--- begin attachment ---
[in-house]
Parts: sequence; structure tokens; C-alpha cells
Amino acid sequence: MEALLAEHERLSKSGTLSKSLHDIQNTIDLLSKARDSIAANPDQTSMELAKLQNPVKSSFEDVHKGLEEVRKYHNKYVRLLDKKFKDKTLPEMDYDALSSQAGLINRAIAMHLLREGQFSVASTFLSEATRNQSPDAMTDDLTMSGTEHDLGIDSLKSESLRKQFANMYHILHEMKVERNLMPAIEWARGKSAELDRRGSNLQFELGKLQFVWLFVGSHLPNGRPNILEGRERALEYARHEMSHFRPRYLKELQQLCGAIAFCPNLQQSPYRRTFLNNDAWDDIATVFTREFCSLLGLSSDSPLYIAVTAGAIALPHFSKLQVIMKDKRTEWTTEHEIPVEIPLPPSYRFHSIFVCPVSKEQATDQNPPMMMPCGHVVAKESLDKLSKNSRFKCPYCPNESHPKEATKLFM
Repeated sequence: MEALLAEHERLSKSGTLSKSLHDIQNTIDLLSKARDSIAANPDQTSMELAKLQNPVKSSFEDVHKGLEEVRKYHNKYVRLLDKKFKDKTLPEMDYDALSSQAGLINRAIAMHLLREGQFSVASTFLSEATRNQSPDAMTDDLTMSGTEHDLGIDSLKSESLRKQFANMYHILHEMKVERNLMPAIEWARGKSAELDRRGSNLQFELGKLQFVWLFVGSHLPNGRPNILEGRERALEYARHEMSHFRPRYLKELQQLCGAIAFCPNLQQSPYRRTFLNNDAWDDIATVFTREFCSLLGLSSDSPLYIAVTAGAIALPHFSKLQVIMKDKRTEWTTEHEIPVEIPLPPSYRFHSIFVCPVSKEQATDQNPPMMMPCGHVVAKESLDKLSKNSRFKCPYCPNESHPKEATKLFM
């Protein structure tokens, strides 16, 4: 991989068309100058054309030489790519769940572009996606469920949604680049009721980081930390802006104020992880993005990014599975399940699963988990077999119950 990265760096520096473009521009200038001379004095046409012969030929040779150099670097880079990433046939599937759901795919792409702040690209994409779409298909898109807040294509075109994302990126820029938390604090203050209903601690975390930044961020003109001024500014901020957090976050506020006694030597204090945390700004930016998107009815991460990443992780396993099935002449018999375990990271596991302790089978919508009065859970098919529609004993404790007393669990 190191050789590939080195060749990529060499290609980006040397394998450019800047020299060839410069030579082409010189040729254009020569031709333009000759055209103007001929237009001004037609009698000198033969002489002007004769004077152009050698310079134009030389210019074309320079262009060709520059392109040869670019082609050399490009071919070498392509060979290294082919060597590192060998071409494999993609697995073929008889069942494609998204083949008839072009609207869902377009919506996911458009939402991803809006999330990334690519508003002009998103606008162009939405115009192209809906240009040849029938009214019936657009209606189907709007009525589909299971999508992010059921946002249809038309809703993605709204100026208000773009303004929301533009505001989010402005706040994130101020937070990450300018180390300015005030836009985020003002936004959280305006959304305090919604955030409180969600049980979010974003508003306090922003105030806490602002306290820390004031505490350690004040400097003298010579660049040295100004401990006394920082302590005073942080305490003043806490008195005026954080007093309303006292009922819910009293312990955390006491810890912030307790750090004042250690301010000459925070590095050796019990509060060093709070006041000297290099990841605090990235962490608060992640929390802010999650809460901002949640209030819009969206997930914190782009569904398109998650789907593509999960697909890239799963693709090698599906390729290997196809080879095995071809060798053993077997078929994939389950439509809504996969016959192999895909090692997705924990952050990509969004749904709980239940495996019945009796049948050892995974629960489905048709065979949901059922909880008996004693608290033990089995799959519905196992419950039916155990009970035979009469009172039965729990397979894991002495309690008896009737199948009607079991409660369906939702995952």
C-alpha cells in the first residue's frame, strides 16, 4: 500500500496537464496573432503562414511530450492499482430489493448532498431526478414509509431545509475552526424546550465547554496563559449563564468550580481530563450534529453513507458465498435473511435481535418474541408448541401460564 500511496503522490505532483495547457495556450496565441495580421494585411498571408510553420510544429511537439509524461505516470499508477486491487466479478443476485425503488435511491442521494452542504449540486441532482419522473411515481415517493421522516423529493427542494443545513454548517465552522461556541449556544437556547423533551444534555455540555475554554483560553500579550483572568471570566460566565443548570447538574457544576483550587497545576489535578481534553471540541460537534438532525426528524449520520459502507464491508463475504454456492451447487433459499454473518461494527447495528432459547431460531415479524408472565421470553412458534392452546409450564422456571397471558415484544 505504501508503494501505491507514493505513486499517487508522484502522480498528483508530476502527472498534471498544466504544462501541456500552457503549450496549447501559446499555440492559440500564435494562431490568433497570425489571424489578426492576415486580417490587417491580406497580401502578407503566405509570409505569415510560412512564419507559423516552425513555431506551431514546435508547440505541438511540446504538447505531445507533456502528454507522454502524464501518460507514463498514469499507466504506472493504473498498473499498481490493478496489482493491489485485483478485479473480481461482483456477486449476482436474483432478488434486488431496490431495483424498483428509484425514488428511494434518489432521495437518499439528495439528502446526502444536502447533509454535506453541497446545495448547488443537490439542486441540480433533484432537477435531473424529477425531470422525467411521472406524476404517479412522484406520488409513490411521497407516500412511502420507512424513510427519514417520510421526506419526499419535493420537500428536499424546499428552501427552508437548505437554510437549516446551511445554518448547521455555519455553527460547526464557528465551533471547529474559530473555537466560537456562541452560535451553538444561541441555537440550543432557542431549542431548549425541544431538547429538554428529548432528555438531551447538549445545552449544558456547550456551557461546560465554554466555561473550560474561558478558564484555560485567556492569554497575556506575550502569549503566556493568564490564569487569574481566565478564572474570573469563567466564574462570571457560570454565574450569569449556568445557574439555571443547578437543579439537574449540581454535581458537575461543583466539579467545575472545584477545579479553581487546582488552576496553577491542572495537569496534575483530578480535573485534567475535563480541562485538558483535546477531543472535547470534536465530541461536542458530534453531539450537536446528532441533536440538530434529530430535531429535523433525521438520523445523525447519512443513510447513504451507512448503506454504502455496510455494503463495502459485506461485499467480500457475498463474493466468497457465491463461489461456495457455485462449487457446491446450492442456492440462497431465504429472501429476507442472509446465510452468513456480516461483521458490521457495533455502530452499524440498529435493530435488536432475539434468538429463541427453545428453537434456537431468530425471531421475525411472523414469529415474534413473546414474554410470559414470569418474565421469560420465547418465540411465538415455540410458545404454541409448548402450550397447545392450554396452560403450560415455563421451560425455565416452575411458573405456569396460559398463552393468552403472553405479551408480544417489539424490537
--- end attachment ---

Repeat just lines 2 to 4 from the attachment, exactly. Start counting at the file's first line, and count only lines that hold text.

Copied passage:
Parts: sequence; structure tokens; C-alpha cells
Amino acid sequence: MEALLAEHERLSKSGTLSKSLHDIQNTIDLLSKARDSIAANPDQTSMELAKLQNPVKSSFEDVHKGLEEVRKYHNKYVRLLDKKFKDKTLPEMDYDALSSQAGLINRAIAMHLLREGQFSVASTFLSEATRNQSPDAMTDDLTMSGTEHDLGIDSLKSESLRKQFANMYHILHEMKVERNLMPAIEWARGKSAELDRRGSNLQFELGKLQFVWLFVGSHLPNGRPNILEGRERALEYARHEMSHFRPRYLKELQQLCGAIAFCPNLQQSPYRRTFLNNDAWDDIATVFTREFCSLLGLSSDSPLYIAVTAGAIALPHFSKLQVIMKDKRTEWTTEHEIPVEIPLPPSYRFHSIFVCPVSKEQATDQNPPMMMPCGHVVAKESLDKLSKNSRFKCPYCPNESHPKEATKLFM
Repeated sequence: MEALLAEHERLSKSGTLSKSLHDIQNTIDLLSKARDSIAANPDQTSMELAKLQNPVKSSFEDVHKGLEEVRKYHNKYVRLLDKKFKDKTLPEMDYDALSSQAGLINRAIAMHLLREGQFSVASTFLSEATRNQSPDAMTDDLTMSGTEHDLGIDSLKSESLRKQFANMYHILHEMKVERNLMPAIEWARGKSAELDRRGSNLQFELGKLQFVWLFVGSHLPNGRPNILEGRERALEYARHEMSHFRPRYLKELQQLCGAIAFCPNLQQSPYRRTFLNNDAWDDIATVFTREFCSLLGLSSDSPLYIAVTAGAIALPHFSKLQVIMKDKRTEWTTEHEIPVEIPLPPSYRFHSIFVCPVSKEQATDQNPPMMMPCGHVVAKESLDKLSKNSRFKCPYCPNESHPKEATKLFM